-- end --

Download FASTA File
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Statistics of barcoding coverage: Nanger soemmerringii

Barcode of Life Data Systems (BOLDS) Stats
Public Records: 1
Specimens with Barcodes: 1
Species With Barcodes: 1
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Conservation

Conservation Status

IUCN Red List Assessment


Red List Category
VU
Vulnerable

Red List Criteria
A2cd; C1

Version
3.1

Year Assessed
2008

Assessor/s
Heckel, J.-O., Wilhelmi, F., Kaariye, X.Y., Rayaleh, H.A., Amir, O.G. & Künzel, T.

Reviewer/s
Mallon, D.P. & Chardonnet, P. (Antelope Red List Authority)

Contributor/s

Justification
Soemmerring’s Gazelle has suffered a major decline, as a result of uncontrolled hunting and degradation of rangeland by livestock overgrazing. This decline is estimated to have exceeded 30% over three generations (21 years, 1985 to 2006). The total population is also estimated to number <10,000 mature individuals and to have declined at a rate exceeding 10% over three generations, as above, and is still declining. It is estimated that rangeland degradation and hunting will continue in the future, at or above the thresholds required, and if current trends continue the species may soon meet one of the criteria for EN.

History
  • 2007
    Vulnerable
  • 1996
    Vulnerable
  • 1996
    Vulnerable
  • 1994
    Vulnerable
    (Groombridge 1994)
  • 1990
    Vulnerable
    (IUCN 1990)
  • 1988
    Vulnerable
    (IUCN Conservation Monitoring Centre 1988)
  • 1986
    Vulnerable
    (IUCN Conservation Monitoring Centre 1986)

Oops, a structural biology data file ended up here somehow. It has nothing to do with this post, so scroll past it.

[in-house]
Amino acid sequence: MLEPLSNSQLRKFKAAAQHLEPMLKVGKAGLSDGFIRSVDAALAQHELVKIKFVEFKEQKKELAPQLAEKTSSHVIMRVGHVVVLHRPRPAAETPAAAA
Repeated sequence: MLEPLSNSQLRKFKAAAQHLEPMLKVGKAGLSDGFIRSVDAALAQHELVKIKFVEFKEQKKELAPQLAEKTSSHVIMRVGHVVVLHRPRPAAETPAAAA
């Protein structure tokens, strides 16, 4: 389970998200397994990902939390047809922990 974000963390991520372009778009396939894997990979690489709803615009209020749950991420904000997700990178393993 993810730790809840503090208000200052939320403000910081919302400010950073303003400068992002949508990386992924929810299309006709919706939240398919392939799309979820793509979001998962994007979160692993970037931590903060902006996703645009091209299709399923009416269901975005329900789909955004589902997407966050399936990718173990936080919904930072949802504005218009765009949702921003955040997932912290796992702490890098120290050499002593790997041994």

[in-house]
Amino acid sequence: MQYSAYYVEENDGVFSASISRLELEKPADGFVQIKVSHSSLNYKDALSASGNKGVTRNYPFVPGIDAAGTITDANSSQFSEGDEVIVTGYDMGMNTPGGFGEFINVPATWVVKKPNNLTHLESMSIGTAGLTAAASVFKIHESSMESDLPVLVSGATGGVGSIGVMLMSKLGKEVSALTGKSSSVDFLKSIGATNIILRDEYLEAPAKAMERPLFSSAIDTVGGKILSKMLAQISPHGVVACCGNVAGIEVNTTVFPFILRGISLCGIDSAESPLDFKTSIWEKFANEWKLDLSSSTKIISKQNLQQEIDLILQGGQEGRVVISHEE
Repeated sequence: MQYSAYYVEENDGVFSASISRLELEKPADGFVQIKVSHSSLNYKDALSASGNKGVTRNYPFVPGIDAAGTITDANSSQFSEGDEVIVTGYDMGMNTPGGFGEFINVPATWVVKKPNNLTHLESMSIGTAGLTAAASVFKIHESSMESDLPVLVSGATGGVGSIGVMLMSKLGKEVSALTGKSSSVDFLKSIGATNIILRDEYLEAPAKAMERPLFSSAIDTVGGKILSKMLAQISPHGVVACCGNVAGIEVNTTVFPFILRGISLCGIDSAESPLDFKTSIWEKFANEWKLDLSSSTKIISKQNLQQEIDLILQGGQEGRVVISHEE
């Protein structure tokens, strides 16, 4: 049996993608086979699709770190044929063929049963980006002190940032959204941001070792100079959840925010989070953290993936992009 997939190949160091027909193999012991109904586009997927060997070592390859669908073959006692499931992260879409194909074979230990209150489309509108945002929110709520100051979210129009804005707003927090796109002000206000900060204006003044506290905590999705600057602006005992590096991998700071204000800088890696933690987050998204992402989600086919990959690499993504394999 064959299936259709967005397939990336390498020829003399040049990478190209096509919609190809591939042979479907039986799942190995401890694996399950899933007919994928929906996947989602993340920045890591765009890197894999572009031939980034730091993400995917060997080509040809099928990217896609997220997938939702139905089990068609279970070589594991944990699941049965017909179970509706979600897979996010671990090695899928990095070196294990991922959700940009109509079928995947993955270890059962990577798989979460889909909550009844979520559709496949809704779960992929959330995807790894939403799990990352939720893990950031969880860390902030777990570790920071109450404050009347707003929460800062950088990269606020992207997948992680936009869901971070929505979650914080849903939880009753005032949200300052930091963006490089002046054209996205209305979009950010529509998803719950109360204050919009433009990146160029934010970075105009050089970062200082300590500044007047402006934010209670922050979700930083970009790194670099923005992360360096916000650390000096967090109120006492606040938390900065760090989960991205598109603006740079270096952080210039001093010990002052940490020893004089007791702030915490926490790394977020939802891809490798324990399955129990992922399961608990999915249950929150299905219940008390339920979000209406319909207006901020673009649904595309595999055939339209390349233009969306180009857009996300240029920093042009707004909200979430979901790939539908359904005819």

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IUCN Status: VULNERABLE

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Status

Classified as Vulnerable (VU) on the IUCN Red List 2007 (1).
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Population

Population
East (1999) estimated the total population at about 14,000. Numbers have declined in most areas since then, though security concerns have hindered detailed census work.

Current estimates are: Somalia <1,000?; Djibouti 1,000 to 1,500; Ethiopia <3,000; Eritrea <1,000?; Sudan probably extirpated; Kenya no longer occurs. These figures suggest a total current population of <6,000 to 6,500 individuals.

The population in Djibouti can probably be considered stable over recent years or may even be slightly increasing. However, for Ethiopia (Ogaden), Somalia and Sudan the decline must have been drastic over the past 50 years. Detailed estimates of numbers in Eritrea and other parts of Ethiopia are lacking, but there is no indication that they are common anywhere in Ethiopia, especially considering the turmoil in the past 20 years in this region.

Population Trend
Decreasing
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Threats

Major Threats
Uncontrolled hunting, political instability, civil and military conflicts, and degradation of rangeland by large numbers of livestock.
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Soemmerring’s Gazelle is threatened by destruction of habitat by livestock overgrazing and agricultural development, but hunting may have also played a significant role. This species has been exterminated from much of its historical range, and remaining populations are fragmented.

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Assessed as Vulnerable to extinction by the World Conservation Union (IUCN) (1), the Soemmerring's gazelle has experienced a serious decline in numbers (6). It has now been exterminated from many parts of its historical range, and remaining populations exist in small pockets (2). While overgrazing by domestic livestock and agricultural development, which reduces the Soemmerring's gazelle's food supply, is believed to be the main cause of this decline, hunting may have also played a significant role (2) (6), as for a long time gazelles have been hunted by people for food (6).